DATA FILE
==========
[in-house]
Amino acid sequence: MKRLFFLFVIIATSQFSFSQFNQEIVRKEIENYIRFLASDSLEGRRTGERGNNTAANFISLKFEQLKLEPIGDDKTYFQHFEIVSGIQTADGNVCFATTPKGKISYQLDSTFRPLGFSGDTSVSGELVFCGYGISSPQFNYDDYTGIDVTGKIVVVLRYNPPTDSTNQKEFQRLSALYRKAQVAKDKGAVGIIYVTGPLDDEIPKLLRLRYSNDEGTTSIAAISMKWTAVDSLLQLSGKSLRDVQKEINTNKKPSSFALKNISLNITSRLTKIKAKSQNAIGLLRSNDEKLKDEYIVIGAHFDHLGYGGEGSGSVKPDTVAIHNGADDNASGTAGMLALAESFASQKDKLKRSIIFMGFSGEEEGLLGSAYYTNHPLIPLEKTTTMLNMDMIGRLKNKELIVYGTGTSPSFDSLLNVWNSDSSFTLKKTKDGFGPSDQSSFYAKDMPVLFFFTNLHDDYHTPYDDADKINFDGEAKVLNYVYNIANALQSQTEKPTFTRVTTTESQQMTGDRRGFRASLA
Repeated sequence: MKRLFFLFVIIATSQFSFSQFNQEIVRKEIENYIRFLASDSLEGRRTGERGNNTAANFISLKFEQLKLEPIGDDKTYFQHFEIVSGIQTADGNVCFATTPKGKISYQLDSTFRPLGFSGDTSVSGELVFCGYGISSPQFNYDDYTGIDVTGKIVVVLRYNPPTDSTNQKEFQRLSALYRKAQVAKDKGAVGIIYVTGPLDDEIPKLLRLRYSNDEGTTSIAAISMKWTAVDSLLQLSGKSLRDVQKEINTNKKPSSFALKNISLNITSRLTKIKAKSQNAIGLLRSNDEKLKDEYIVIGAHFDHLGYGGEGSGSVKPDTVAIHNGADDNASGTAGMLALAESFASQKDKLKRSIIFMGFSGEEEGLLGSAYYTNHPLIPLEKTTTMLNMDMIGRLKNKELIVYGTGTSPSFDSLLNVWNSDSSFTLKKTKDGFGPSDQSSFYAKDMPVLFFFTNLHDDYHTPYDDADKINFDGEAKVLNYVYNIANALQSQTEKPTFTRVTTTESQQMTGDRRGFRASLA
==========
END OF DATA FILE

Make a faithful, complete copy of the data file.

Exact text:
[in-house]
Amino acid sequence: MKRLFFLFVIIATSQFSFSQFNQEIVRKEIENYIRFLASDSLEGRRTGERGNNTAANFISLKFEQLKLEPIGDDKTYFQHFEIVSGIQTADGNVCFATTPKGKISYQLDSTFRPLGFSGDTSVSGELVFCGYGISSPQFNYDDYTGIDVTGKIVVVLRYNPPTDSTNQKEFQRLSALYRKAQVAKDKGAVGIIYVTGPLDDEIPKLLRLRYSNDEGTTSIAAISMKWTAVDSLLQLSGKSLRDVQKEINTNKKPSSFALKNISLNITSRLTKIKAKSQNAIGLLRSNDEKLKDEYIVIGAHFDHLGYGGEGSGSVKPDTVAIHNGADDNASGTAGMLALAESFASQKDKLKRSIIFMGFSGEEEGLLGSAYYTNHPLIPLEKTTTMLNMDMIGRLKNKELIVYGTGTSPSFDSLLNVWNSDSSFTLKKTKDGFGPSDQSSFYAKDMPVLFFFTNLHDDYHTPYDDADKINFDGEAKVLNYVYNIANALQSQTEKPTFTRVTTTESQQMTGDRRGFRASLA
Repeated sequence: MKRLFFLFVIIATSQFSFSQFNQEIVRKEIENYIRFLASDSLEGRRTGERGNNTAANFISLKFEQLKLEPIGDDKTYFQHFEIVSGIQTADGNVCFATTPKGKISYQLDSTFRPLGFSGDTSVSGELVFCGYGISSPQFNYDDYTGIDVTGKIVVVLRYNPPTDSTNQKEFQRLSALYRKAQVAKDKGAVGIIYVTGPLDDEIPKLLRLRYSNDEGTTSIAAISMKWTAVDSLLQLSGKSLRDVQKEINTNKKPSSFALKNISLNITSRLTKIKAKSQNAIGLLRSNDEKLKDEYIVIGAHFDHLGYGGEGSGSVKPDTVAIHNGADDNASGTAGMLALAESFASQKDKLKRSIIFMGFSGEEEGLLGSAYYTNHPLIPLEKTTTMLNMDMIGRLKNKELIVYGTGTSPSFDSLLNVWNSDSSFTLKKTKDGFGPSDQSSFYAKDMPVLFFFTNLHDDYHTPYDDADKINFDGEAKVLNYVYNIANALQSQTEKPTFTRVTTTESQQMTGDRRGFRASLA